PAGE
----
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Miles Davis So What transcription and analysis

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Introduction

Miles Davis' So What transcription and analysis by Bart Marantz Introduction Miles Davis' original tune So What was first recorded in 1959 on his album Kind of Blue (Columbia CS-8163) with the famed "'56 Quintet". For purposes of comparison, this 1959 debut studio recording and a subsequent 1961 live performance recording of the same tune will be transcribed and analyzed. Solo I (CS-8163) The conservative tempo of = 138 lends itself well to the cool icy-blue sound of Miles Davis' playing and to the smooth simplicity of statement he observes in this rendition of So What. (The music is available for viewing at the end of the article) Measures 1-10, including the pick-up beat, firmly establish the tone E, which appears one or more times in every measure except measure 6. Even later in measure 14, where he ventures into polytonality by ascending to the eleventh, he still ends the phrase in measure 15 on the tonic. Despite the danger of too much tonic repetition, Miles manages to camouflage and integrate it into a masterful melodic line. In the first five measures of the B section, beginning at measure 17, Miles uses this same technique of emphasizing the tonic to declare the key change to F dorian. ...read more.

Middle

As holds true throughout this solo, there is an absence of the many obvious key-change anticipations used in the CS-8163 solo. Instead, the final note before a key change tends to become a pivotal-chromatic tone in the new key, as evidenced by the appearance of the above noted A in the B section (measures 22-23). And, in a more ambiguous use of the anticipation, measure 24 uses a chromatic ascending line to approach the E which he employs as the 9th in the return to D dorian at measure 25. As in the first A section of chorus one, Miles' use of the 9th and 11th in measure 25 and his subsequent C major scale run in measure 29-30 establishes a major-over-minor polytonality. However, with the beginning of chorus two, set up by nine beats of silence, there is a return to D tonic. The second chorus, as was the case in the CS-8163 solo, is dintinguished at the beginning by its rhythmic change from running eighth note lines to long, sustained-tone phrases. Measures 41-46 are similar in nature to measures 13-16, which seem to utilize an E phrygian scale to chromatically set up the key change to Eb dorian at the B section. ...read more.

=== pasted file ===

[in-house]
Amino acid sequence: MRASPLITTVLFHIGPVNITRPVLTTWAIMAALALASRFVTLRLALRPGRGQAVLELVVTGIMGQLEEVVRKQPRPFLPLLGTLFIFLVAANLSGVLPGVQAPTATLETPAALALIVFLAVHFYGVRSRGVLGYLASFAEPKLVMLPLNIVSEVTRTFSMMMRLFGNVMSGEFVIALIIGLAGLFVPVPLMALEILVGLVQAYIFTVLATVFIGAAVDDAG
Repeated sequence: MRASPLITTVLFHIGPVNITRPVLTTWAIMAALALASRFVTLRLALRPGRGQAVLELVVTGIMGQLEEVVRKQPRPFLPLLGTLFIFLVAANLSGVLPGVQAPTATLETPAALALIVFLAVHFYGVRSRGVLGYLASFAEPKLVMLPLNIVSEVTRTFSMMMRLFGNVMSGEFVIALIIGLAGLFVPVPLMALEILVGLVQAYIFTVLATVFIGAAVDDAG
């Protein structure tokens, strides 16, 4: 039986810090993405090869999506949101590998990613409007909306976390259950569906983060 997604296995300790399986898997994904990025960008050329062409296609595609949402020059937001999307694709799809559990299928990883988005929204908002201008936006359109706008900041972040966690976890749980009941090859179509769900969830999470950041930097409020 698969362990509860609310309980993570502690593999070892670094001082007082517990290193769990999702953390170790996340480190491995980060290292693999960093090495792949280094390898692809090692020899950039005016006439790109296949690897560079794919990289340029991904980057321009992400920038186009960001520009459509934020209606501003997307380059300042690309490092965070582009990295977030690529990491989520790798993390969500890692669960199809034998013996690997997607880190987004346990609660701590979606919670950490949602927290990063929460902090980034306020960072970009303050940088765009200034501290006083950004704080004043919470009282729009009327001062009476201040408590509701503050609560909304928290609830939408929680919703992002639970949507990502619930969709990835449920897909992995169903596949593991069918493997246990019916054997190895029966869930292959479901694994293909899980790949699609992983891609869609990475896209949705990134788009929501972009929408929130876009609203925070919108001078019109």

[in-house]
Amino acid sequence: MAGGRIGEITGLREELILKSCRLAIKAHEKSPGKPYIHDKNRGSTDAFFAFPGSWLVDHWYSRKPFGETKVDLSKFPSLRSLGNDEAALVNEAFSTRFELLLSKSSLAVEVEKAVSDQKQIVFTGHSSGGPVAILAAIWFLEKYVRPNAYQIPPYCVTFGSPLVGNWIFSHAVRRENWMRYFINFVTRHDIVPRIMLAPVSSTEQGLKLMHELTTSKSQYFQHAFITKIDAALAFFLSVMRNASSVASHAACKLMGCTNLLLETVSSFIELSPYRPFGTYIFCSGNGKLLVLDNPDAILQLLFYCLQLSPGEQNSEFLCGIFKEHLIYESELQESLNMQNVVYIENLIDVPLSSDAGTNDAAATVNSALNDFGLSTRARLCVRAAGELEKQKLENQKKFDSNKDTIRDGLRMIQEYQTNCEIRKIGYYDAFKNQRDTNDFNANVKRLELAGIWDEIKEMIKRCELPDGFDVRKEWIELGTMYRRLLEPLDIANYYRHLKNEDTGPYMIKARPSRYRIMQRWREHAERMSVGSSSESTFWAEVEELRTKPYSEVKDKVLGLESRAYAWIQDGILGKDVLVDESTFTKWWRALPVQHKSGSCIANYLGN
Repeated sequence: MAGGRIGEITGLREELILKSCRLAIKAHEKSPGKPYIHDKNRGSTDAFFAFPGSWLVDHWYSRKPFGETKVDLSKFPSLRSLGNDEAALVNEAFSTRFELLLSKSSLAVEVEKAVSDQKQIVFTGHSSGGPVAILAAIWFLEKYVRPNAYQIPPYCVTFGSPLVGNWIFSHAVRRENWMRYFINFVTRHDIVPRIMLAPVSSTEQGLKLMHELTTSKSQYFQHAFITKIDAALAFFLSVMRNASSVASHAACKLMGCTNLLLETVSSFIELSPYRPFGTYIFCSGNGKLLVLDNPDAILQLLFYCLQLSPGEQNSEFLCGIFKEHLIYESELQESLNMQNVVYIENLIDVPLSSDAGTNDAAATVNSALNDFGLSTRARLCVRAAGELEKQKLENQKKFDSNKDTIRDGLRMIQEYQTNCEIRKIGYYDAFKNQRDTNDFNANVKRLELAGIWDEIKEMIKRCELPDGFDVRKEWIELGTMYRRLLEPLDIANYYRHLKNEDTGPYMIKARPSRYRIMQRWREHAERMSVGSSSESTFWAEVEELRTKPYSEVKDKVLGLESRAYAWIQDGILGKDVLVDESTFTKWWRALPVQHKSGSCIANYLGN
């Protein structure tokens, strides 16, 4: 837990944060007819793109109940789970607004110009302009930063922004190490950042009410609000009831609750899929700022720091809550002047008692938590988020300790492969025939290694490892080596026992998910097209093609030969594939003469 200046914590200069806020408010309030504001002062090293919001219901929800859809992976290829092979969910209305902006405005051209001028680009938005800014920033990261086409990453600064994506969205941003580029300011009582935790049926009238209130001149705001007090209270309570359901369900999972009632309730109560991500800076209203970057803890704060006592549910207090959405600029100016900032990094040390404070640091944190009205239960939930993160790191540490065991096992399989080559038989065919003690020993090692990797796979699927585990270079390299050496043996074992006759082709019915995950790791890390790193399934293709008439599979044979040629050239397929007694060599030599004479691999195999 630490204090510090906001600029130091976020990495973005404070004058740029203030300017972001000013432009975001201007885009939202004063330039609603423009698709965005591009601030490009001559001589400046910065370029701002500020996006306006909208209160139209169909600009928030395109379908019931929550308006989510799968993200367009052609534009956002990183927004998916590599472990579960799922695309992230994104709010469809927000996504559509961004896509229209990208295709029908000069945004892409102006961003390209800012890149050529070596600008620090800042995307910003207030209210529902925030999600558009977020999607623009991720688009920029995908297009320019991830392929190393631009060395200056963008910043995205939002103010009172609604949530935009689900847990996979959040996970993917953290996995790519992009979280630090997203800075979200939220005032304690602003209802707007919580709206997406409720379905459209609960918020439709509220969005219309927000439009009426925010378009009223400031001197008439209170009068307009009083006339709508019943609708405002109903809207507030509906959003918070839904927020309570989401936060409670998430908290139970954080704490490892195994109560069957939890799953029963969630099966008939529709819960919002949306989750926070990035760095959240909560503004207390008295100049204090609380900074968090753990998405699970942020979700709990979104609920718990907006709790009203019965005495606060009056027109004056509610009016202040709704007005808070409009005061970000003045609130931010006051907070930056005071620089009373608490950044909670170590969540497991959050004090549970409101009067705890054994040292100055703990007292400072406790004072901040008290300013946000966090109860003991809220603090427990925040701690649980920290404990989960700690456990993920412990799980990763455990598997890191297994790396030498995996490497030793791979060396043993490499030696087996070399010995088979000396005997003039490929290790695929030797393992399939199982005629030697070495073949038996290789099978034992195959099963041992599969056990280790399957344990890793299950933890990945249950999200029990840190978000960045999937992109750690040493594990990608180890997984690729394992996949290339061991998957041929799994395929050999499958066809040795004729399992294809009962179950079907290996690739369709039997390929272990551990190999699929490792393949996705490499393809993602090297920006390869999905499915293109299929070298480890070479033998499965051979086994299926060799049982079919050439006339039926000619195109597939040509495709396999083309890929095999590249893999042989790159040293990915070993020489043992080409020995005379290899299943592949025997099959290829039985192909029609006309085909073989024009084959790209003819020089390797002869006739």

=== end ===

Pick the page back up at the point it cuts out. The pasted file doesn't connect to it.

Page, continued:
Conclusion

Distance between notes is an interval. An ascending minor third interval, such as C to Eb, has three upward half-steps. An ascending eleventh, such as C to F in the next octave, contains an octave plus a fourth. Chromaticism refers to the prominent use of half-step intervals (C-C#-D-D#-etc.). Our ears have become accustomed to hearing music in only one key (or tonality) at a time, such as C major. However, sometimes music can be in two different keys (or tonalities) at the same. This is called polytonality and occurs at different spots in So What. Another term for scales is modes. Scales are based on a pattern of different intervals. For example, the C major scale consists of the notes C-D-E-F-G-A-B-C and the step interval pattern of whole-whole-half-whole-whole-whole-half. The dorian mode, used in So What, is a scale built on the second note of a major scale. For example, the D dorian mode, based on the second note (D) of a C major scale, consists of the notes D-E-F-G-A-B-C-D in the step interval pattern of whole-half-whole-whole-whole-half-whole. The phyrgian mode, also used in So What, is built on the third note of a major scale. For example, the E phyrgian mode, based on the third note (E) of a C major scale, consists of the notes E-F-G-A-B-C-D-E in the step interval pattern of half-whole-whole-whole-half-whole-whole. ...read more.

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